5. With the Somersetshire honour of Odcombe ("Lib. Niger" 98) went all the
estates held in "Domesday" under the Count (1) by Ansger Brito or the Breton, to wit, Buckland Brewer
(W.276; "testa" No 948, p 184b; A.-D.
Inq. 36 Ed. III, No. 37, p.247), 1/16 fee ("feudal Aids," p. 358), East Putford (W.277; "testa" No. 949, and
1650), p.200), 1/2 fee (Feudal Aids," 358), Bulkworthy (W. 278)
1/2 fee ("Testa" 950; "F. Aids" 358), and Smytham (W. 279; "Trans."
XXXIII, 376); (2) by the Englishman, Alward, to wit
Clist St. laurence.... and (3) one estate held by Alured the
count's butler (pinerna), to wit, Sutton Satchvil and Upcot
(W. 301), 1/4 fee ("Testa" 951 and 1644, p.200). In 1126 this honour
was held by Ansger Brito, a great benefactor to Bermondsey
Abbey (Collinson's "Somerset" III, 223); in 8 Henry II by Roger Brito
(Risdon's "Notebook" 74), and in 1166 by Walter Brito ("Lib. Niger" 98), when it was
returned as consisting of 15 Mortain or small fees. From Walter it descended to his sister's son, Walter Croc
("Lib. Niger" 372), who in 1200 sold a moiety of it to Richard,
son of William Briwere. (fn18) .... [Wm. Briwere was sheriff of
Devon 1179-1189, of Cornwall 1202-3, of Dorset and Somerset 1209-1210
(Maclean's "Trigg Minor," III, 148).]
18. Red Book, quoted "Trans." XXXIII, 373, by Mr. Whale:
Richard, son of William Brewer, holds the barony of Walter Brito. RIchard was the eldest son
of the well-known judge, William Briwere, and lost his life before 1196 fighting against the Welch...
Domesday Book and the Law: Society and Legal Custom in Early Medieval England By Robin Fleming
Exchequer Domesday Book
378 i, 104v (15-12) Count of Mortain; Buckland Brewer: TR W Ansgar the Breton holds
three hides less half a virgate in Buckland Brewer from the Count
of Mortain. TR.E. Eadmaer Atre held them. A half virgate
in Galsworthy has been added to this manor. Eadwig held it as a manor TR.E.
442 i. 116r (39-10) Alvred Brito; Larkbeare: TRE Ulf held half a hide in
Larkbeare. Now Alvred Brito holds it. A half hide,
which belongs to Whimple, Baldwin's manor, has been added to this manor.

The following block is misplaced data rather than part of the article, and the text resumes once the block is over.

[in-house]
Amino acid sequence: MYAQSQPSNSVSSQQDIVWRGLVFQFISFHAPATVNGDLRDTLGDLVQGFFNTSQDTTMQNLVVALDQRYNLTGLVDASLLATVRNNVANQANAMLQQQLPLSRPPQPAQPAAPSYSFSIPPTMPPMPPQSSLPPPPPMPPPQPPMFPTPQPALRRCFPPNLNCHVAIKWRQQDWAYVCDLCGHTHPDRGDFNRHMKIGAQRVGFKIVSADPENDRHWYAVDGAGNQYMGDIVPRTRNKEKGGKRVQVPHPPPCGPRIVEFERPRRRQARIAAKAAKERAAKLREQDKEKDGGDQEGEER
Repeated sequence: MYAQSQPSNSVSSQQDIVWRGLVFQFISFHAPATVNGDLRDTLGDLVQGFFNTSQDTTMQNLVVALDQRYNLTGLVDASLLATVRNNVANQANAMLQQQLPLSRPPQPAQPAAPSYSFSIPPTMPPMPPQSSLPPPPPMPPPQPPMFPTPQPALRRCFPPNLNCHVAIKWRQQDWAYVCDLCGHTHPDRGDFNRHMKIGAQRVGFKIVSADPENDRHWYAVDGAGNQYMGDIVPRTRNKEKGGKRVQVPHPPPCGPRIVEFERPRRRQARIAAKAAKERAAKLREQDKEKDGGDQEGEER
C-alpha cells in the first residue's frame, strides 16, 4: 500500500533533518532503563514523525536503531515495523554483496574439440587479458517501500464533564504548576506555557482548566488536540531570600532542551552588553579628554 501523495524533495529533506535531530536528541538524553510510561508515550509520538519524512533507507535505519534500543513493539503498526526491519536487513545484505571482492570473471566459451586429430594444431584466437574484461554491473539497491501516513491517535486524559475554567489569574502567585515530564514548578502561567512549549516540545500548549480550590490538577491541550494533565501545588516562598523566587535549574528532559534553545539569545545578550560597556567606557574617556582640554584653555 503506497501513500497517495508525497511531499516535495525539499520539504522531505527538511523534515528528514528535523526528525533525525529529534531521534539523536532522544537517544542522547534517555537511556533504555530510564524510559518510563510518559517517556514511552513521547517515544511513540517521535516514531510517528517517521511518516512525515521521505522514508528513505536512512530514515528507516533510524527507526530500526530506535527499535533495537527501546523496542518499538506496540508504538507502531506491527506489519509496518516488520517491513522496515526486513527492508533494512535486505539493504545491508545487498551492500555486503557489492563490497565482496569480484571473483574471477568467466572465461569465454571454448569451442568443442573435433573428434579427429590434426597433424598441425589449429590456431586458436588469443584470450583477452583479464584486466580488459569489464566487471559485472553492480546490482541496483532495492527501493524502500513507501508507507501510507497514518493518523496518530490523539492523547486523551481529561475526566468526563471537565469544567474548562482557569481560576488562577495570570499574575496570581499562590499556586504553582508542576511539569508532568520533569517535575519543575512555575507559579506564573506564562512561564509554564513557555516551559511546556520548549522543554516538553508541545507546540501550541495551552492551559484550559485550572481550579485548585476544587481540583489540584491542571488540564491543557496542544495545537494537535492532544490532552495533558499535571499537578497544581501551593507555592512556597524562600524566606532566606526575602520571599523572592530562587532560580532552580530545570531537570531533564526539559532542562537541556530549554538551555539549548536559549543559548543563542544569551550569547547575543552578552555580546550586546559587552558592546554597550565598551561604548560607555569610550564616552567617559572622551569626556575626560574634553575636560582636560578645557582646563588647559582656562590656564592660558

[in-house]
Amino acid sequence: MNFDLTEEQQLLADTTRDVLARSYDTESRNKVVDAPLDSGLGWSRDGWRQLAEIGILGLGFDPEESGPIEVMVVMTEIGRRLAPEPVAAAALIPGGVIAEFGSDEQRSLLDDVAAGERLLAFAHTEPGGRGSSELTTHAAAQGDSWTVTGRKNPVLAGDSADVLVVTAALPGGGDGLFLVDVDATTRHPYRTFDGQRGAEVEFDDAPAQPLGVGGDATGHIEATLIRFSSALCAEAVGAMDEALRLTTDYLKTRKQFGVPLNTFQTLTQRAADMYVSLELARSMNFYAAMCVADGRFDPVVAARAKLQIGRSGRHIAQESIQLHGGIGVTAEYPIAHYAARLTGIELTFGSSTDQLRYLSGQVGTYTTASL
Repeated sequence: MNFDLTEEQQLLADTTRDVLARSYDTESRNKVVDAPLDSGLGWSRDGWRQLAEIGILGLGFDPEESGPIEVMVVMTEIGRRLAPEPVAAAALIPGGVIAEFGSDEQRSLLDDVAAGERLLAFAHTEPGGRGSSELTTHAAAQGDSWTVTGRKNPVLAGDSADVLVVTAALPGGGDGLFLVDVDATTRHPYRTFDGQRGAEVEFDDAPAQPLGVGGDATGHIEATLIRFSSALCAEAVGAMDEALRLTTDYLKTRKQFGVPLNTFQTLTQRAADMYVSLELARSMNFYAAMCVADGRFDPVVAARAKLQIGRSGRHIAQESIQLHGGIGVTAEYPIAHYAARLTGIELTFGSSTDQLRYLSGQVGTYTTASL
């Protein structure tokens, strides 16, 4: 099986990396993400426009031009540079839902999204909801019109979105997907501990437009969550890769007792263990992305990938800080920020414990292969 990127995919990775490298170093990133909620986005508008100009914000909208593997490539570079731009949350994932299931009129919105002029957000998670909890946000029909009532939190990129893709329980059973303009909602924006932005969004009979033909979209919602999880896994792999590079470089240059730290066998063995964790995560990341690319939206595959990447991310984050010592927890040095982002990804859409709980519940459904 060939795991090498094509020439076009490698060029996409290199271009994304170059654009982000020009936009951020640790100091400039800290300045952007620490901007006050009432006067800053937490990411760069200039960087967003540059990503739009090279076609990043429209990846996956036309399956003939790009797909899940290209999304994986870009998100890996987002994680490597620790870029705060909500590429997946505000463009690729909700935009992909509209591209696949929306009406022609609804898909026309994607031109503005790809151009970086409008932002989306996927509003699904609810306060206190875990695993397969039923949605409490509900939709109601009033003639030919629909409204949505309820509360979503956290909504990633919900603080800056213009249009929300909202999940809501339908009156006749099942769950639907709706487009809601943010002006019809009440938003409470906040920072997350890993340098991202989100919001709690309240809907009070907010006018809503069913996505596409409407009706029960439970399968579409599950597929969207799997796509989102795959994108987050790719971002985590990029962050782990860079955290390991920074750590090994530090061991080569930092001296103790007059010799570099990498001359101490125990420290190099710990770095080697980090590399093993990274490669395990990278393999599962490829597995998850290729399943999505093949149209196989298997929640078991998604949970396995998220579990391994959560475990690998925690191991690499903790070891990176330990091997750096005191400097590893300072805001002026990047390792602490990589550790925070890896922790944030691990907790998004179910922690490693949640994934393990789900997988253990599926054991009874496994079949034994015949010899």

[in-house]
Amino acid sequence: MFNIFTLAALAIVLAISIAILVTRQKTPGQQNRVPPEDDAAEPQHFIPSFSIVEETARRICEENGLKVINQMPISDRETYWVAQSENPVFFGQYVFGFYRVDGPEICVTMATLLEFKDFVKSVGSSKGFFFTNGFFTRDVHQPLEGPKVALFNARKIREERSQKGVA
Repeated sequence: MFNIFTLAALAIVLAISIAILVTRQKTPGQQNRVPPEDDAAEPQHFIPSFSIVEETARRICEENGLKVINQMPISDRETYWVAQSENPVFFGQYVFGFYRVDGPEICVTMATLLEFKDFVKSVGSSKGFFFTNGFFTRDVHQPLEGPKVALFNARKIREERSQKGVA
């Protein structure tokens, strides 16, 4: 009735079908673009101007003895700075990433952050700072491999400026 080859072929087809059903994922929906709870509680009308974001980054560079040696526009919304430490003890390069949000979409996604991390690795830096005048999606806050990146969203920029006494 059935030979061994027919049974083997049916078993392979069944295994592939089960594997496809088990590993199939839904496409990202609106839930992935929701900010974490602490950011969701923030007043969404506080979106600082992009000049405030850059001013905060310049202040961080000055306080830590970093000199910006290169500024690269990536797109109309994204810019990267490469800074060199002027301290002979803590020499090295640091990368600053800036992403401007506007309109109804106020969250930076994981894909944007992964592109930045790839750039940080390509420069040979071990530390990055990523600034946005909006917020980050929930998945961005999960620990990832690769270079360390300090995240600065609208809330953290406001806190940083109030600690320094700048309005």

443 i, 116r (39-14) Alvred Brito; Battisborough: TRE Almaer held a hide in
Battisborough. Now Alvred Brito holds it. A half hide in Creacombe
(in Newton Ferrers), which Almaer held in parage as a manor TRE, has been
added to this manor.
444 i, 116r (39-16) Alvred Brito; Moreleigh: TRE AElfric held half a hide in
Moreleigh. TRW William holds it from Alvred Brito/ This
land has been added to the manor of Grimpstonleigh.
735 i, 184v (10-41) Roger de Lacy; Strret: King Edward
held a hide in Street. Earl William gave (dedit) it to Ewen the Breton.
Now William holds it from Roger de Lacy.
738 i, 184v (10-50) Roger de Lacy; King's Pyon: King Edward
held five hides in King's Pyon. Ewen the Breton
held this land from Earl William. King William, however,
gave (dedit) it to Walter de Lacy. Now Roger de Lacy
814 i, 142r (39-1) Mainou the Breton; Dunsley: TR.W Mainou the Breton holds
the third part of half a hide in Dunsley. TR.E Ingelric held it. It lay in
Tring, and is of the sieven hides which the Count of Mortain
1156 i. 377r (CK-32) Clamores; Kesteven: Waldin the Breton claims
(clamat) fourteen bovates of land in Quarrington against the Abbot
of Ramsey. The wapentake, however, says that he hoes not rightly
claim them (non recte clamat).
2019 ii, 81b (38-1) Tihel the Breton; Yardley: TR.E two freeman held a hide of
land in ardley. Now Serlo holds it from Tihel the Breton. Tihel
claims (reclamat) this land by the King's gift (de dono regis).
2020 ii, 82a (38-3) Tihel the Breton; Radwinter: TRE Leofsige
held half a hide and a half vingate of land in Radwinter. Now
Guthothr holds it from Tihel, who claims (reclamat) it by the King's gift (de domo regis).
3184 ii, 445a (70-1) Reginald the Breton; rubric: [An "f," for
"fecit retomam," appears in the margin, opposite
the rubric which marks the beginning of Reginald
the Breton's holdings, indicating that he made a return.]
3185 ii, 445a (70-1)Reginald the Breton; rucric: TRE three
freeman held four carucates of land in Lidgate. Now Reginald the Breton
holds it, and he vouches (revocat) it as the King's alms.
The men of William de Vatteville, however, claim
(calumpniantur) this land in William's fee.